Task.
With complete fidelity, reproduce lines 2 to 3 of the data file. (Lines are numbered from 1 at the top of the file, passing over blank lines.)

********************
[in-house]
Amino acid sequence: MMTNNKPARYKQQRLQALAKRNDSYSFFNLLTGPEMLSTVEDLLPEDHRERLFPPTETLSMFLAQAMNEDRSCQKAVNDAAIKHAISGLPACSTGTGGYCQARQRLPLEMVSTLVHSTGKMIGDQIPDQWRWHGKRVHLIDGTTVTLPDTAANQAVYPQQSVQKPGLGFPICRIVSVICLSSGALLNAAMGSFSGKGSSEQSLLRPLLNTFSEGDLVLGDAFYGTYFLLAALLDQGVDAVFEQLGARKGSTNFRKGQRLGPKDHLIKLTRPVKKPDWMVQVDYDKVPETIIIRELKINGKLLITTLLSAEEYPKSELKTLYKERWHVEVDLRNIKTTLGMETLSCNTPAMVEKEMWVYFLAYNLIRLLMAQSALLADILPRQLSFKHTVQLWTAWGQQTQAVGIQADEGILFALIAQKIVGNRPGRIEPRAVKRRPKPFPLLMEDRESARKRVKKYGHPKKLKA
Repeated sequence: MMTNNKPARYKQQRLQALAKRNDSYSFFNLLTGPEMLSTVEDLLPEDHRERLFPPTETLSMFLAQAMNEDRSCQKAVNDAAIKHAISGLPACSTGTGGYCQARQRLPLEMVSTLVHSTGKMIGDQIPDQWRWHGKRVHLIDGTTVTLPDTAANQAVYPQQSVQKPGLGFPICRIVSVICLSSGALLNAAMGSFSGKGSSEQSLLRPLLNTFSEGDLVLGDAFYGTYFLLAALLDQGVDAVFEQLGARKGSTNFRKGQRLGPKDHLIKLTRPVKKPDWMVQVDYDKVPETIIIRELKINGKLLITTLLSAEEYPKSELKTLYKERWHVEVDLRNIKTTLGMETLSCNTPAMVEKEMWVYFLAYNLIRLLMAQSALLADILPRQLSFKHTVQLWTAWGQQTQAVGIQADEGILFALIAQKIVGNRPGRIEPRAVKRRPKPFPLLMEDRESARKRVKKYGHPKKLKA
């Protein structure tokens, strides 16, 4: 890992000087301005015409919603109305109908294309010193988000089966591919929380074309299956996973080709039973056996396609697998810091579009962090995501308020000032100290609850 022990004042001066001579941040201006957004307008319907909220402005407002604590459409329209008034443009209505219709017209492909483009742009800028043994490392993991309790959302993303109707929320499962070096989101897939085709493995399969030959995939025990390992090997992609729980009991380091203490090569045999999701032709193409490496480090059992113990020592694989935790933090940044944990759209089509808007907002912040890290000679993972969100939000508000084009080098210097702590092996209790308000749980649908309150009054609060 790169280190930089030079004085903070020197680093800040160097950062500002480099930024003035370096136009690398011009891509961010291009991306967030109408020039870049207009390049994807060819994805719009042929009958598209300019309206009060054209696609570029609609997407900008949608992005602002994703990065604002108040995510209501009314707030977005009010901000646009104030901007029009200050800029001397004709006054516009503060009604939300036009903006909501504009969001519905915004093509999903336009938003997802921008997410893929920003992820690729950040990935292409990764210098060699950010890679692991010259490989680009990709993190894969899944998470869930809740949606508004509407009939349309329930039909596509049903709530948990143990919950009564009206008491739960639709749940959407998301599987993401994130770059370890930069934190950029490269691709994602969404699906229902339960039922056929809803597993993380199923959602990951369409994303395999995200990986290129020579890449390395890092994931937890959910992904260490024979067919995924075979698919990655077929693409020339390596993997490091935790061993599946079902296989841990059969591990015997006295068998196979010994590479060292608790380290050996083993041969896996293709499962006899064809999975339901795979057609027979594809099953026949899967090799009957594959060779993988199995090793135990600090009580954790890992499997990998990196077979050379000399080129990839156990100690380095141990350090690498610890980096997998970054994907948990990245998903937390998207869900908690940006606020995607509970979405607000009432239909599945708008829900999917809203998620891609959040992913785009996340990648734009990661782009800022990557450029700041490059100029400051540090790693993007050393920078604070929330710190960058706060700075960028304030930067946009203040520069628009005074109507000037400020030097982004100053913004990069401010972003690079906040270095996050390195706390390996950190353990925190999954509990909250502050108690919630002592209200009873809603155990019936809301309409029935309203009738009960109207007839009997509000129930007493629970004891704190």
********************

Amino acid sequence: MMTNNKPARYKQQRLQALAKRNDSYSFFNLLTGPEMLSTVEDLLPEDHRERLFPPTETLSMFLAQAMNEDRSCQKAVNDAAIKHAISGLPACSTGTGGYCQARQRLPLEMVSTLVHSTGKMIGDQIPDQWRWHGKRVHLIDGTTVTLPDTAANQAVYPQQSVQKPGLGFPICRIVSVICLSSGALLNAAMGSFSGKGSSEQSLLRPLLNTFSEGDLVLGDAFYGTYFLLAALLDQGVDAVFEQLGARKGSTNFRKGQRLGPKDHLIKLTRPVKKPDWMVQVDYDKVPETIIIRELKINGKLLITTLLSAEEYPKSELKTLYKERWHVEVDLRNIKTTLGMETLSCNTPAMVEKEMWVYFLAYNLIRLLMAQSALLADILPRQLSFKHTVQLWTAWGQQTQAVGIQADEGILFALIAQKIVGNRPGRIEPRAVKRRPKPFPLLMEDRESARKRVKKYGHPKKLKA
Repeated sequence: MMTNNKPARYKQQRLQALAKRNDSYSFFNLLTGPEMLSTVEDLLPEDHRERLFPPTETLSMFLAQAMNEDRSCQKAVNDAAIKHAISGLPACSTGTGGYCQARQRLPLEMVSTLVHSTGKMIGDQIPDQWRWHGKRVHLIDGTTVTLPDTAANQAVYPQQSVQKPGLGFPICRIVSVICLSSGALLNAAMGSFSGKGSSEQSLLRPLLNTFSEGDLVLGDAFYGTYFLLAALLDQGVDAVFEQLGARKGSTNFRKGQRLGPKDHLIKLTRPVKKPDWMVQVDYDKVPETIIIRELKINGKLLITTLLSAEEYPKSELKTLYKERWHVEVDLRNIKTTLGMETLSCNTPAMVEKEMWVYFLAYNLIRLLMAQSALLADILPRQLSFKHTVQLWTAWGQQTQAVGIQADEGILFALIAQKIVGNRPGRIEPRAVKRRPKPFPLLMEDRESARKRVKKYGHPKKLKA